11 Pages Posted: 25 Jun 2013
Date Written: 2012
This critique of Karson K. Thompson’s note, "Not Like an Egyptian: Cybersecurity and the Internet Kill Switch Debate," argues that the U.S. lacks a framework of laws and regulations, "smart" or otherwise, that adequately incentivizes the parties with the greatest capacity to improve our cyber security to do so. It attributes the poor state of U.S. cyber policy to the "bewildering array of overlapping responsibilities" scattered among government offices and departments; the difficult imperative of sharing responsibility among military and civilian authorities; the fact that most of the networks (and the dependent critical infrastructures) that need protecting are in private hands; and the lack of public understanding of the kinds of regulation that are necessary or appropriate. The essay argues that meaningful progress towards an adequate legal framework depends on a broad national debate aimed at defining the public good with regard to cybersecurity, and the inevitable trade-offs among security, privacy, productivity, economic growth, organizational flexibility, military effectiveness, government transparency, and accountability that must be confronted in making sensible cybersecurity policy.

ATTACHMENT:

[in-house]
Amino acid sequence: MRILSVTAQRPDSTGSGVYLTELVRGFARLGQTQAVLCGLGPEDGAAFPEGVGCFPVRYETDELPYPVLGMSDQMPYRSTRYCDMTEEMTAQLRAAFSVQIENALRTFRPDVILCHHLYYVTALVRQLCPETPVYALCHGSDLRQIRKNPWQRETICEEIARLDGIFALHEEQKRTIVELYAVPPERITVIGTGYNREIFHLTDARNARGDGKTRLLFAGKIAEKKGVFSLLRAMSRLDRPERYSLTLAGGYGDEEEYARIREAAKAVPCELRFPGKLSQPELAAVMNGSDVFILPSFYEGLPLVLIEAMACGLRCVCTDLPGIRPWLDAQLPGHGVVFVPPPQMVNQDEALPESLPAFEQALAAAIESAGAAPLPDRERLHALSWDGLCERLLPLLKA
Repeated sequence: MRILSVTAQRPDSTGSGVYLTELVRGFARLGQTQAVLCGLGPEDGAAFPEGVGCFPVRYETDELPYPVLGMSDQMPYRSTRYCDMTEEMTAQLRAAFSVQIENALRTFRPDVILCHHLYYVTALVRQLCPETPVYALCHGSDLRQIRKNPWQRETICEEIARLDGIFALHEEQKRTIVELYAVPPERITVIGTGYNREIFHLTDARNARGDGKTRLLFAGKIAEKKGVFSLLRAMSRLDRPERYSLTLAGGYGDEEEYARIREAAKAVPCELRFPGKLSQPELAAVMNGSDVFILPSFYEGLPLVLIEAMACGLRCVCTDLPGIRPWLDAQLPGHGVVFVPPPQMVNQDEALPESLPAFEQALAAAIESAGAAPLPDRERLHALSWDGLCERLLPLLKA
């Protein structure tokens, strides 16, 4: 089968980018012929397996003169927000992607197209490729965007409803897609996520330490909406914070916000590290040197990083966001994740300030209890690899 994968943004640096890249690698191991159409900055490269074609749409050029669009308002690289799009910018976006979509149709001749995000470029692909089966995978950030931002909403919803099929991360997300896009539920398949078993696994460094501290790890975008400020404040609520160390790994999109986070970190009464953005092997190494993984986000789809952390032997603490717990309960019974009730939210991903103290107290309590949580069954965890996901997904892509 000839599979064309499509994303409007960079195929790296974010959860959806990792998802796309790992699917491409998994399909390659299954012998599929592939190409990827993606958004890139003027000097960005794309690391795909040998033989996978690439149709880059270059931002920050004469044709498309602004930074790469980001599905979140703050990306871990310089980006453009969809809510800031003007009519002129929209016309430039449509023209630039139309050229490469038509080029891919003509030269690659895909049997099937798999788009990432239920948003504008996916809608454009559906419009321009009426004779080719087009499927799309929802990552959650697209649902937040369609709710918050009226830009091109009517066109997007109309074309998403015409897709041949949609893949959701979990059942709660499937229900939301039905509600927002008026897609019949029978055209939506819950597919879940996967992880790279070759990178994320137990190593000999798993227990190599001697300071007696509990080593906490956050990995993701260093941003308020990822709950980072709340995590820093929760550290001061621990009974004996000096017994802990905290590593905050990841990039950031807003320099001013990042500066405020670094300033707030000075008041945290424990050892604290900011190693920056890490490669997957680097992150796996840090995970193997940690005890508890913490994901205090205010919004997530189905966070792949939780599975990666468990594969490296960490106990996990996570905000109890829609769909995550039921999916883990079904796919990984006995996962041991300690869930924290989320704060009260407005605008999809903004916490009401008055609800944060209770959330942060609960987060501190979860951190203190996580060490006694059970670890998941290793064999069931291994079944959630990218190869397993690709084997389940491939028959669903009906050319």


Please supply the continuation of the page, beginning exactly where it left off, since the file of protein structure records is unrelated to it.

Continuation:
Keywords: cybersecurity, national security
JEL Classification: K19, K2
Suggested Citation: Suggested Citation
Shane, Peter M., Cybersecurity: Toward a Meaningful Policy Framework (2012). Texas Law Review, Vol. 90, pp. 87-96; Ohio State Public Law Working Paper No. 214. Available at SSRN: https://ssrn.com/abstract=2284279